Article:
“If I quit now, I will soon be back to where I started. And when I started I was desperately wishing to be where I am now.” Unknown
Part of a scene last night at Westside Improv included two men smoking outside. Toking his invisible cigarette, and exhaling into the pretend outside environment, one man said to the next, “It feels so good to get some fresh air.”
His heavy sigh and forlorn smile were accompanied by the audience erupting into laughter. How we do love the irony of making a bad thing appear good.
I was talking about smoking the other night. The same way I think that a martini is the sexiest drink alive is the way I think about smoking. I don’t think about its stink, its cost, its addictive and escapist qualities. I think about the sexiness of a cigarette perfectly cushioned between my index and middle finger. I wax nostalgic about lighting an American Spirit, because I didn’t smoke cheap cigarettes with fillers, no, no it was only the healthiest cigarette for me. The scene last night took me back to my days at La Petite Academy on South Jefferson downtown, where I used to find a buddy to head outside in the dead of winter to smoke and shiver inside the shelter of an old loading dock.
I told a friend recently that I quit because I was spending too much time in the garage, which was part true. My cold turkey anniversary is approaching. I remember it like it was yesterday. I had met a reporter at Honey in Glen Ellyn for lunch. We still lived in Oak Lawn at the time. I was driving home on 2-94 and I knew at that moment I was smoking my last cigarette. It was Super Tuesday, February 5, 2008. My mom was watching Bridget. I walked into the house and asked her if I didn’t vote in the primary could I vote in the general. She responded of course I could. I failed to mention I never missed voting in a primary election. She told me I didn’t look well and asked what was wrong. I told her I didn’t feel well and went to bed. A week long fever started and spiked to 104. A series of visits to two hospitals and one urgent care facility were little help. By Friday I felt so bad that I was ready to throw in the towel, the towel called life, when the phone rang. A radiologist was on the line and demanded that I come back to the hospital and be admitted for treatment before I died of sepsis. I spent three days in Little Company of Mary Hospital, being pumped with drugs that killed the infection and caused insomnia and more drugs that helped me sleep.
In my sickness, delirium and hospitalization, I quit smoking, cold turkey. And yes, I had circumstances that helped. No doubt that quitting smoking is easier when you feel like shit. Nevertheless, it was a great decision to quit a bad habit. Smoking was my crutch. It was my best friend. I loved it. Smoking never failed me. It was there in my darkest hours and my lightest ones. But I needed to break it off. There are so many parallels to my relationship with smoking to other areas of and relationships in my life.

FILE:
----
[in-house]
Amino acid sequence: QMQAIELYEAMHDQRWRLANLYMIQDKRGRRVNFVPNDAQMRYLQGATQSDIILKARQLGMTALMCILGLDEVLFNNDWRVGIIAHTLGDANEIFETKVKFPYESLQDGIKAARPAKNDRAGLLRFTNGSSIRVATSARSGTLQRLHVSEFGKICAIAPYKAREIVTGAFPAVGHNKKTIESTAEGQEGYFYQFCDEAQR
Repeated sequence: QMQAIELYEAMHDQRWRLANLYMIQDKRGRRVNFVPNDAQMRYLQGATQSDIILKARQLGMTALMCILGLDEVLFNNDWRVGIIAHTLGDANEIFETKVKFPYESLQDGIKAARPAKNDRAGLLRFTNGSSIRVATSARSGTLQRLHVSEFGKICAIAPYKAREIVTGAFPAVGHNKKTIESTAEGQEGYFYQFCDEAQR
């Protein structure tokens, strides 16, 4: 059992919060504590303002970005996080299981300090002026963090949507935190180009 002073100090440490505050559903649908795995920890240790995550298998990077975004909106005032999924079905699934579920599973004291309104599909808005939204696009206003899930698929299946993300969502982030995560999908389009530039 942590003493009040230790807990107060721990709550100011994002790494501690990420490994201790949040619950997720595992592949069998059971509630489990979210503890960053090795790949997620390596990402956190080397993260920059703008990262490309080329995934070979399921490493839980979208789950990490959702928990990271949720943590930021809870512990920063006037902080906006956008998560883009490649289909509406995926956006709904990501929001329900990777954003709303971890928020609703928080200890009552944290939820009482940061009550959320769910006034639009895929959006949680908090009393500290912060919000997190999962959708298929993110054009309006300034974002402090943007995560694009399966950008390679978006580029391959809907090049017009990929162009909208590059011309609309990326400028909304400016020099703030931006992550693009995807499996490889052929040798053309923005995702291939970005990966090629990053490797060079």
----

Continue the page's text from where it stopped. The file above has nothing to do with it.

Which brings me to the reason why cold turkey is on my mind this morning. What happens when we have to quit things that are actually good for us? What happens when cold turkey appears at the moment we least expect. What happens when the things in life we most enjoy, the things that keep us sane, are removed? Well, for me, batshit crazy ensues.
The craziness and absence of lucidity of those three days in the hospital in 2008 have been present these last six weeks in my life without yoga, regular walks with the dogs, and healthy doses of Vitamin D. I spoke with my sister the other day, and she agreed, I had every reason to be going batshit crazy. When I wrote early last week that I was so bitchy I that can’t stand myself, I meant it. I feel as if a storm is brewing inside of me, the Weather Channel’s meteorologists are all over it, unsure what to make of it, will it develop into a hurricane and hit land and become into a nor’easter, is it strong enough to set off a tsunami? Only my surgeon knows.
Tomorrow, I have my a follow-up appointment with my surgeon. My hernia popped out December 12, which resulted in surgery and triggered this cold turkey recess from everything that kept me sane. All of this is ironic, right? To start, who triggers a hernia while practicing yoga? Me! People think yoga is a gentle practice, and yes there are days when it is, but more than half of my practice includes twists, stretches, and poses that contort my body to its peak. My body was unhappy with the peak and said enough Karen.
The timing of this recess was admittedly poor. This recess was coupled with the holidays, including my first Christmas since the divorce last February, a cold spell with a boatload of grey days, and the arrival of a new year that officially signaled a new career direction. Why sweat the small stuff, right? Shit, I would sweat anything if I had some small stuff!
Thank God I have found the silver lining. I’m grateful for the decision I made in early December to write every day for 90 days; my making good on this commitment is rewarding. The mental respite I find here has been a tremendous source of sanity during this recess.
So, on this Sunday, the last Sunday of this first month of this new year, I am looking forward to Monday. Tomorrow, I will return to the surgeon, tell him how good I have been about not doing all the regular things that make me feel good. In the meantime, I think I’ll get some fresh air today, less the cigarette, of course.